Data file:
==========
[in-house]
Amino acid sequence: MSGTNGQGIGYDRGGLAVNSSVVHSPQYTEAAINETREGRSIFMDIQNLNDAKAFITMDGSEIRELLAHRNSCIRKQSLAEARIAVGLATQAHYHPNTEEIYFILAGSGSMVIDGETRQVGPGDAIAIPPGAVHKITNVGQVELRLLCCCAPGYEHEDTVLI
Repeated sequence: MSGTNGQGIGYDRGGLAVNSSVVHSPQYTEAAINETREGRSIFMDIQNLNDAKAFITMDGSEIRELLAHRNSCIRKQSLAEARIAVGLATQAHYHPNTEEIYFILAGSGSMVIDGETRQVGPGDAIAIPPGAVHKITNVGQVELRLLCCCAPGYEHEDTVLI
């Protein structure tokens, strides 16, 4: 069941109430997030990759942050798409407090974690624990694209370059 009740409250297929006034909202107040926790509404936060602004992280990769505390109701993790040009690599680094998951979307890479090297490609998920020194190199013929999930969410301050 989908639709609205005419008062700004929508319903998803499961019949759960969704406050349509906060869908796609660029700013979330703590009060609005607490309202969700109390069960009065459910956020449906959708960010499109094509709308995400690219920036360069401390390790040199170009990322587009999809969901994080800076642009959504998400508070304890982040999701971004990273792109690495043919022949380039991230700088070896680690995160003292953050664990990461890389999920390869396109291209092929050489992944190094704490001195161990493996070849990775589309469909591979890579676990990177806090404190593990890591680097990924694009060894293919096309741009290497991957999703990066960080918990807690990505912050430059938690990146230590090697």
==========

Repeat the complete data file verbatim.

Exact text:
[in-house]
Amino acid sequence: MSGTNGQGIGYDRGGLAVNSSVVHSPQYTEAAINETREGRSIFMDIQNLNDAKAFITMDGSEIRELLAHRNSCIRKQSLAEARIAVGLATQAHYHPNTEEIYFILAGSGSMVIDGETRQVGPGDAIAIPPGAVHKITNVGQVELRLLCCCAPGYEHEDTVLI
Repeated sequence: MSGTNGQGIGYDRGGLAVNSSVVHSPQYTEAAINETREGRSIFMDIQNLNDAKAFITMDGSEIRELLAHRNSCIRKQSLAEARIAVGLATQAHYHPNTEEIYFILAGSGSMVIDGETRQVGPGDAIAIPPGAVHKITNVGQVELRLLCCCAPGYEHEDTVLI
């Protein structure tokens, strides 16, 4: 069941109430997030990759942050798409407090974690624990694209370059 009740409250297929006034909202107040926790509404936060602004992280990769505390109701993790040009690599680094998951979307890479090297490609998920020194190199013929999930969410301050 989908639709609205005419008062700004929508319903998803499961019949759960969704406050349509906060869908796609660029700013979330703590009060609005607490309202969700109390069960009065459910956020449906959708960010499109094509709308995400690219920036360069401390390790040199170009990322587009999809969901994080800076642009959504998400508070304890982040999701971004990273792109690495043919022949380039991230700088070896680690995160003292953050664990990461890389999920390869396109291209092929050489992944190094704490001195161990493996070849990775589309469909591979890579676990990177806090404190593990890591680097990924694009060894293919096309741009290497991957999703990066960080918990807690990505912050430059938690990146230590090697």